What Will Medical Technology Look Like in 2025?

Take a trip to the future of medicine in these excerpts from TED Talks. What might 2025 hold?

Patient-specific pluripotent stem cell lines stored in the freezer until they’re needed for regenerative therapy. Medical devices embedded in clothing that send signals when something goes wrong. Patients taking ownership of their own bodies and their own data. And nanotechnologies to detect and treat cancer. The brave new world may also be a healthier world.

From Induced pluripotent stem cells. A new resource in modern medicine:

Pluripotent stem cells possess a remarkable unlimited self-renewal capacity and offer unparalleled in vitro differentiation potential. This provides a unique model system not only to study early human development but also gives renewed hope in terms of developing cell therapies and regenerative medicine. S. Yamanaka, a medical doctor and researcher, reported the possibility of reprogramming somatic cells to so-called induced pluripotent stem cells via the ectopic expression of four transcription factors, namely Oct4, Sox2, Klf4 and c-Myc. This Nobel Prize winning work has since revolutionized stem cell research and paved the way for countless new avenues within regenerative medicine. This includes disease modeling in a patient-specific context with the ultimate aim of individually tailored pharmaceutical therapy. Additionally, genetic correction studies have rapidly increased in basic science and thus there is hope that these can be effectively and efficiently translated into clinical applications. Addressing the medical community this review gives a broad general overview about the state of the research field and possible clinical applications of pluripotent stem cells.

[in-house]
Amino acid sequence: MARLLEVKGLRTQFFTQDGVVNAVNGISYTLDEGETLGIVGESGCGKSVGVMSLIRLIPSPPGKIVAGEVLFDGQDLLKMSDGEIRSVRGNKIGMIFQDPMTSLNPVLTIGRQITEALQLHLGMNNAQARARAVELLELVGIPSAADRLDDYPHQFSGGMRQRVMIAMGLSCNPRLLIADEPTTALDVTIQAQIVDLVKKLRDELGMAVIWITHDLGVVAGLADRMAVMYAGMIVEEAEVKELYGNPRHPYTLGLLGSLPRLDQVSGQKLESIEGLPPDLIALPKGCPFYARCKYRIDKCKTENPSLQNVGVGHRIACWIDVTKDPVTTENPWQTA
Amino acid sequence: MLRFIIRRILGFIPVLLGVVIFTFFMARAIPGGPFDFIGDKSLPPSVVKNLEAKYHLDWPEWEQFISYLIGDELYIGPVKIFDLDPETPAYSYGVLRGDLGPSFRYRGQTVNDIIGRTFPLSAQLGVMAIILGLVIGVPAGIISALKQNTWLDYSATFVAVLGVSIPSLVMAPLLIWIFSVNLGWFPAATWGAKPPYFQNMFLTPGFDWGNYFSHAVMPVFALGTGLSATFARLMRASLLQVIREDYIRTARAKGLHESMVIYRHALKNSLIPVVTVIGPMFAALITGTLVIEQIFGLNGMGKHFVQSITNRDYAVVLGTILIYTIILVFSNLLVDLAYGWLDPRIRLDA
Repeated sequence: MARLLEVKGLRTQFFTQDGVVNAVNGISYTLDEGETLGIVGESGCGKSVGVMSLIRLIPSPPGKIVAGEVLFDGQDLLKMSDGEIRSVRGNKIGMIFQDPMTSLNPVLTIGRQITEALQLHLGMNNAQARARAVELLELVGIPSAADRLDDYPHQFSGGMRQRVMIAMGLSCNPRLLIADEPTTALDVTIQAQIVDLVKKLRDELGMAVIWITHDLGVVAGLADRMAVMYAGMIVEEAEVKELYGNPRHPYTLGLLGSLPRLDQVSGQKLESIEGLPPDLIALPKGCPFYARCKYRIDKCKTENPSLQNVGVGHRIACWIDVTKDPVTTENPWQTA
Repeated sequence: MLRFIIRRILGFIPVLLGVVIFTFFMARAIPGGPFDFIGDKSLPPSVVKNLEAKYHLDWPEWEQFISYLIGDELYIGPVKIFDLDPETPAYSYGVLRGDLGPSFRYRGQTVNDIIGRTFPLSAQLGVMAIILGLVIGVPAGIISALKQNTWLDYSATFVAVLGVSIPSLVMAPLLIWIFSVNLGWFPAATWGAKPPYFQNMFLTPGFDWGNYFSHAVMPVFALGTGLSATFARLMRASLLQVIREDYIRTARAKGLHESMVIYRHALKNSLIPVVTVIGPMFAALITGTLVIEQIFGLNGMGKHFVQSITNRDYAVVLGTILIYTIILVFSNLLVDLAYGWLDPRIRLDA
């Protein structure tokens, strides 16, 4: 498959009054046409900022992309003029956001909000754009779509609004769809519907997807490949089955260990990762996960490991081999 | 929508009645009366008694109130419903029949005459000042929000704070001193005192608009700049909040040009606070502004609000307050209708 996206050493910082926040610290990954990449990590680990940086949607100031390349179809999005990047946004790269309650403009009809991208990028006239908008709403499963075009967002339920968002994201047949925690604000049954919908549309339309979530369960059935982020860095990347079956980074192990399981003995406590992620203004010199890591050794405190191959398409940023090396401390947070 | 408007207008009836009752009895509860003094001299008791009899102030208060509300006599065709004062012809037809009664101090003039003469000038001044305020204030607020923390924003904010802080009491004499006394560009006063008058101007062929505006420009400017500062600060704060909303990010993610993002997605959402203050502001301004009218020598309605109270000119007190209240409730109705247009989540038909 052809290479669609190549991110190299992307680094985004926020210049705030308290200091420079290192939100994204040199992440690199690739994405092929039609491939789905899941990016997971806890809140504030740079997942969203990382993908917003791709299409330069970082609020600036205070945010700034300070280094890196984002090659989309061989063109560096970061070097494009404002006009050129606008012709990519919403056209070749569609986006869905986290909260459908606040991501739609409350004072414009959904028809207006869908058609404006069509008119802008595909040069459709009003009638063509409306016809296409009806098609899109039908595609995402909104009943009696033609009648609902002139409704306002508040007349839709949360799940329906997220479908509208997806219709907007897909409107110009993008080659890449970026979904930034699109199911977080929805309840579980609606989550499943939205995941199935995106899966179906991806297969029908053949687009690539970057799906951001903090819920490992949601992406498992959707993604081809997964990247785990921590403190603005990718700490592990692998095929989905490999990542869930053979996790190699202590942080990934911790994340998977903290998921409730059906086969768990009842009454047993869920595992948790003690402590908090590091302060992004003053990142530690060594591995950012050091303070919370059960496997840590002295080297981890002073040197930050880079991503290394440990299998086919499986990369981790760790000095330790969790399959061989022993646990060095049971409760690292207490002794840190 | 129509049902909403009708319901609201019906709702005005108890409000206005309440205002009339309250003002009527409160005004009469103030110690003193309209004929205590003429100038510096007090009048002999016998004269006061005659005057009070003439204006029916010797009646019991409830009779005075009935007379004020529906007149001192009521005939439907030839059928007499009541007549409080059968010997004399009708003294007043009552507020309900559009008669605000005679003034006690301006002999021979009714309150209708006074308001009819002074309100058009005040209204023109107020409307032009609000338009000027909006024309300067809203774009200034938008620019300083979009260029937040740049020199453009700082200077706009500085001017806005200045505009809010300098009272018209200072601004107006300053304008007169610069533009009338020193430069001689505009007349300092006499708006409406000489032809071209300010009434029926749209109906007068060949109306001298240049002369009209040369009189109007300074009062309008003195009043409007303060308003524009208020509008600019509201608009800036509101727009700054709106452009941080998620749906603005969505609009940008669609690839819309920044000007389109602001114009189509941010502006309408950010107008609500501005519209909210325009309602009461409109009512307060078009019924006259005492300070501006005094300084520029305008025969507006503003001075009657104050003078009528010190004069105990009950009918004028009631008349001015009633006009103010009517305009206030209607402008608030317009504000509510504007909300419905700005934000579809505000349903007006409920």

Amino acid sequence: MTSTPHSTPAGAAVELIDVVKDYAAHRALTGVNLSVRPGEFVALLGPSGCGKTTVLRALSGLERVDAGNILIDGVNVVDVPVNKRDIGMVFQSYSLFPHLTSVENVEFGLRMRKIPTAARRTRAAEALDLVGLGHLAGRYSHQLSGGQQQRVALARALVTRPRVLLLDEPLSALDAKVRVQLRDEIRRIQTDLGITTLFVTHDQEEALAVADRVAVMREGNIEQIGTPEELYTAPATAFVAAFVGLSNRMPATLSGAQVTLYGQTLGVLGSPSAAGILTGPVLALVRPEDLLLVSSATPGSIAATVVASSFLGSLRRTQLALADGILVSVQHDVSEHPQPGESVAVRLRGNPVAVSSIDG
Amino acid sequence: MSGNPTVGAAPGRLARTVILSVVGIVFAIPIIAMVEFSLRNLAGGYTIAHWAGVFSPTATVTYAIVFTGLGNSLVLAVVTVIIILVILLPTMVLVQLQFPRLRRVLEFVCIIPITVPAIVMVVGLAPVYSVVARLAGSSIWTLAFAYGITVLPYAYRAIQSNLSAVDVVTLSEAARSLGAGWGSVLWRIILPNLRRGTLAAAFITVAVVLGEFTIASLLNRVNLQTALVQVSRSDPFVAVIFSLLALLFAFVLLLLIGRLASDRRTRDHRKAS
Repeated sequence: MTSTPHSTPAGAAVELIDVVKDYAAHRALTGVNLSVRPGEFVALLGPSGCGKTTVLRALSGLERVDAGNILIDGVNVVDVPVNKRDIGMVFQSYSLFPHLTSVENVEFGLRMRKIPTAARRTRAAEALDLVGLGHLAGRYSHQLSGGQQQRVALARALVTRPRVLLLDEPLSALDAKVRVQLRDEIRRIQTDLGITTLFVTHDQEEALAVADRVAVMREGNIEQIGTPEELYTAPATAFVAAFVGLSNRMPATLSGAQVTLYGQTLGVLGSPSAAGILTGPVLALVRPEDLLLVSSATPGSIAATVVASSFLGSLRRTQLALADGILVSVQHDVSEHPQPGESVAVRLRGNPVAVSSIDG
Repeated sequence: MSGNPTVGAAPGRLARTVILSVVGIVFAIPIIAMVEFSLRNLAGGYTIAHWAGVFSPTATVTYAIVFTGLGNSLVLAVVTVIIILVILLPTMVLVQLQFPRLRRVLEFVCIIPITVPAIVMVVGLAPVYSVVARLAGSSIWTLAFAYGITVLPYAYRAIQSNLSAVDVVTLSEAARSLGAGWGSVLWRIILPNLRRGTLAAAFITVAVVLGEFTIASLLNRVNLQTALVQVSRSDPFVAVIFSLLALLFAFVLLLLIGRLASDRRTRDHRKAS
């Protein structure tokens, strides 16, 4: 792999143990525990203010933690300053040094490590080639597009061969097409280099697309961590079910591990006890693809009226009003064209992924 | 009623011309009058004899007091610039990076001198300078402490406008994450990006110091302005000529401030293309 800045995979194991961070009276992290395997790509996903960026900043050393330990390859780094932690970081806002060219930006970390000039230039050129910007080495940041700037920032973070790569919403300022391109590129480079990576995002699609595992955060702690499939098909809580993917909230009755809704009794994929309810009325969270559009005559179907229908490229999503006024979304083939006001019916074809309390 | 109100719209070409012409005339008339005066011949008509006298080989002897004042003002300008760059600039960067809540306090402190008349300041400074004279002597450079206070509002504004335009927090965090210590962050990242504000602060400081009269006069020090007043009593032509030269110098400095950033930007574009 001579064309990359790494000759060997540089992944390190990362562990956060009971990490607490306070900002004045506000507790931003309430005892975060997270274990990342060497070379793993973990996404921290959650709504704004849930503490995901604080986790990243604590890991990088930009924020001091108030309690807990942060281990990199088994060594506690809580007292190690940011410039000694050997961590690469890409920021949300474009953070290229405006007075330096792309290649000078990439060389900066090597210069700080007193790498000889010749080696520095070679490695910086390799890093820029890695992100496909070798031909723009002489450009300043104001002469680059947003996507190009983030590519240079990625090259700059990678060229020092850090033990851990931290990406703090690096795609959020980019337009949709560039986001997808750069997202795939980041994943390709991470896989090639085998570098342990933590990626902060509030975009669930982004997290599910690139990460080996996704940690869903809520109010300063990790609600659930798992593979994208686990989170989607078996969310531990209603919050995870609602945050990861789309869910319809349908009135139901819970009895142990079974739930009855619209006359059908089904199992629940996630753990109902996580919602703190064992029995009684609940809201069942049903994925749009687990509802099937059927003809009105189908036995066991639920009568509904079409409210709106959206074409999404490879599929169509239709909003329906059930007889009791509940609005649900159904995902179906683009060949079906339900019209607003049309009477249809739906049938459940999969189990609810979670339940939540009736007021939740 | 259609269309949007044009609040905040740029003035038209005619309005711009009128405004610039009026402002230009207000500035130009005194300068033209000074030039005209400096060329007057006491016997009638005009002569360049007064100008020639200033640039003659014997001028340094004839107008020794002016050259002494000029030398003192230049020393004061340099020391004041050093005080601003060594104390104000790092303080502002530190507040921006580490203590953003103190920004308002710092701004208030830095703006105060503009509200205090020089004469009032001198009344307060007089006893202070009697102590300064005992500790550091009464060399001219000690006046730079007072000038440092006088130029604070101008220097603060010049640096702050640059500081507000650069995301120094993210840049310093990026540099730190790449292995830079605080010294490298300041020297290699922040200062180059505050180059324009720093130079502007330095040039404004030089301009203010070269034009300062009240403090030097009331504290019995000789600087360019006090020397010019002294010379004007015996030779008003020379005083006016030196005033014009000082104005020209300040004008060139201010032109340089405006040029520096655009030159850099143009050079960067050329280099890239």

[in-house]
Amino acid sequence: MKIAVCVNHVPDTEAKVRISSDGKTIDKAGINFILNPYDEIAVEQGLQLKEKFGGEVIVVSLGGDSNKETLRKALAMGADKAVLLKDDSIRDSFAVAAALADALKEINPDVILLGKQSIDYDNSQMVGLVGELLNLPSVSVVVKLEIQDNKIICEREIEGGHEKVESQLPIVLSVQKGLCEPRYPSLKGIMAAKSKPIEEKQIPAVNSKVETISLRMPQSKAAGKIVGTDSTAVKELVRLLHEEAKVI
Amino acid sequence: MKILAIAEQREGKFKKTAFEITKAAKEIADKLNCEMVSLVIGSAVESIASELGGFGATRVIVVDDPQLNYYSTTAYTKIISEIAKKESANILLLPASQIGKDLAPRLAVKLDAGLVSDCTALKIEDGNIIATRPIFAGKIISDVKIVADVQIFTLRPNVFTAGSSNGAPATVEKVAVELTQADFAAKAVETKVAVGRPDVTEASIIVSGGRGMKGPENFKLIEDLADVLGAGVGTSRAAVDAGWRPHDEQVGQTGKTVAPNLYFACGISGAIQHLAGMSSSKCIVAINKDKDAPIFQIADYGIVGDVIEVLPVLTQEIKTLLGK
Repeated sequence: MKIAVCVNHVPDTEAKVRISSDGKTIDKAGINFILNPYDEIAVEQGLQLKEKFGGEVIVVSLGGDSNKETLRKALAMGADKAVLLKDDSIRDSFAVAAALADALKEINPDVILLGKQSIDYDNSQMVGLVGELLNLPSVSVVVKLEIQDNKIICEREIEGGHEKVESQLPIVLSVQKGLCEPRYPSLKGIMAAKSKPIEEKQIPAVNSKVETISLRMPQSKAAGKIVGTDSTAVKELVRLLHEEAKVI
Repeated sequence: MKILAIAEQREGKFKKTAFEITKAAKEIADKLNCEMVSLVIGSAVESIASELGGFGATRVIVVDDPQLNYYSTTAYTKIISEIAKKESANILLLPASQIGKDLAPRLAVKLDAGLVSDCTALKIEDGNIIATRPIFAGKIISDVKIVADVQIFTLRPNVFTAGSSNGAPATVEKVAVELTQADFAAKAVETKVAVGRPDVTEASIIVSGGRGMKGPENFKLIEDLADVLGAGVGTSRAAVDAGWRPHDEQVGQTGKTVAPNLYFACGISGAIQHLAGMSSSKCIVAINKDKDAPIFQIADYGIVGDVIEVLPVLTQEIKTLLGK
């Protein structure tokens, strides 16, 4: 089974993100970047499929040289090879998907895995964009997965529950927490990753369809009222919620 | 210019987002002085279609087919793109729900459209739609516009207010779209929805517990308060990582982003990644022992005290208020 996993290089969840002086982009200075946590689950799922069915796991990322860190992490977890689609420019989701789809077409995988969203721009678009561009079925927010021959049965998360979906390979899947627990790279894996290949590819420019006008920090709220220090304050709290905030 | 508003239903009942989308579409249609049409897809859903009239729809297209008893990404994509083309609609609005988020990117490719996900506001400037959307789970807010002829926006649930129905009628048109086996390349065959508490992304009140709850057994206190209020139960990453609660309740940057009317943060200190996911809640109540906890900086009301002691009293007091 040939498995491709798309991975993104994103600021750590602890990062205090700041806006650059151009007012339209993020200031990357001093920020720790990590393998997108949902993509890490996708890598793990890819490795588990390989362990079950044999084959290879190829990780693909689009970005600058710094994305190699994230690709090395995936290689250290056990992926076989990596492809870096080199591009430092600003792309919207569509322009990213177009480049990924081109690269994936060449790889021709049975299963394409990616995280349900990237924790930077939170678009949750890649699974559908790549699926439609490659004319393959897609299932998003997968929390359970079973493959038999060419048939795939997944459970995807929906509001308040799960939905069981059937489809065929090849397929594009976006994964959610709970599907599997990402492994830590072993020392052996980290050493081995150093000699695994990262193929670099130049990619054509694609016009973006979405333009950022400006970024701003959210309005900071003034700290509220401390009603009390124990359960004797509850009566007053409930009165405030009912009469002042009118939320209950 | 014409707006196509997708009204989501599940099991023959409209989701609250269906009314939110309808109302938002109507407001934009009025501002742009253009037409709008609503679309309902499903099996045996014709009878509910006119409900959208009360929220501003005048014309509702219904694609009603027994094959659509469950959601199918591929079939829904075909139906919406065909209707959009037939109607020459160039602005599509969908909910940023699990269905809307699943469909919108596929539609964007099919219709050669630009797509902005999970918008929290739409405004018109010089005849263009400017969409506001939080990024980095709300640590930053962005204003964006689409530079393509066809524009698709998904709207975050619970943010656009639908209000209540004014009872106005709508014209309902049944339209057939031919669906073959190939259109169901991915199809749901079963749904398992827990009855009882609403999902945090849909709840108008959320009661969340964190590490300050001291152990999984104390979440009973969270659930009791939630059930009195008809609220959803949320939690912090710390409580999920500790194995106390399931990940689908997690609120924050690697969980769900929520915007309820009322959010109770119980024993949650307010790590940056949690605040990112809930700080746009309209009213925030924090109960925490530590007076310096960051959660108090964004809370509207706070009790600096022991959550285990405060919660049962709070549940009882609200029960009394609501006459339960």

The aging population, prevalence of chronic diseases, and outbreaks of infectious diseases are some of the major challenges of our present-day society. To address these unmet healthcare needs, especially for the early prediction and treatment of major diseases, health informatics, which deals with the acquisition, transmission, processing, storage, retrieval, and use of health information, has emerged as an active area of interdisciplinary research. In particular, acquisition of health-related information by unobtrusive sensing and wearable technologies is considered as a cornerstone in health informatics. Sensors can be weaved or integrated into clothing, accessories, and the living environment, such that health information can be acquired seamlessly and pervasively in daily living. Sensors can even be designed as stick-on electronic tattoos or directly printed onto human skin to enable long-term health monitoring. This paper aims to provide an overview of four emerging unobtrusive and wearable technologies, which are essential to the realization of pervasive health information acquisition, including: (1) unobtrusive sensing methods, (2) smart textile technology, (3) flexible-stretchable-printable electronics, and (4) sensor fusion, and then to identify some future directions of research.

From the Koch Institute of Integrated Cancer Research:

Most cancer drugs are blunt instruments. We are working at the molecular level to engineer new therapeutic agents that can home in on cancer cells and selectively destroy them.  Designing these nanoscale “smart bombs” requires multiple rapidly advancing technologies and the expertise to combine them.  Critical components of therapeutic nanoparticles include:  (1) a targeting mechanism such as an antibody or aptamer that identifies cancer cells by the molecules they express; (2) a destructive mechanism such as a drug, antibody or RNA interference (RNAi) molecule that disables cancer cells; and (3) molecular packaging such as a liposome or other material that allows the therapeutic agent to traverse the body efficiently.

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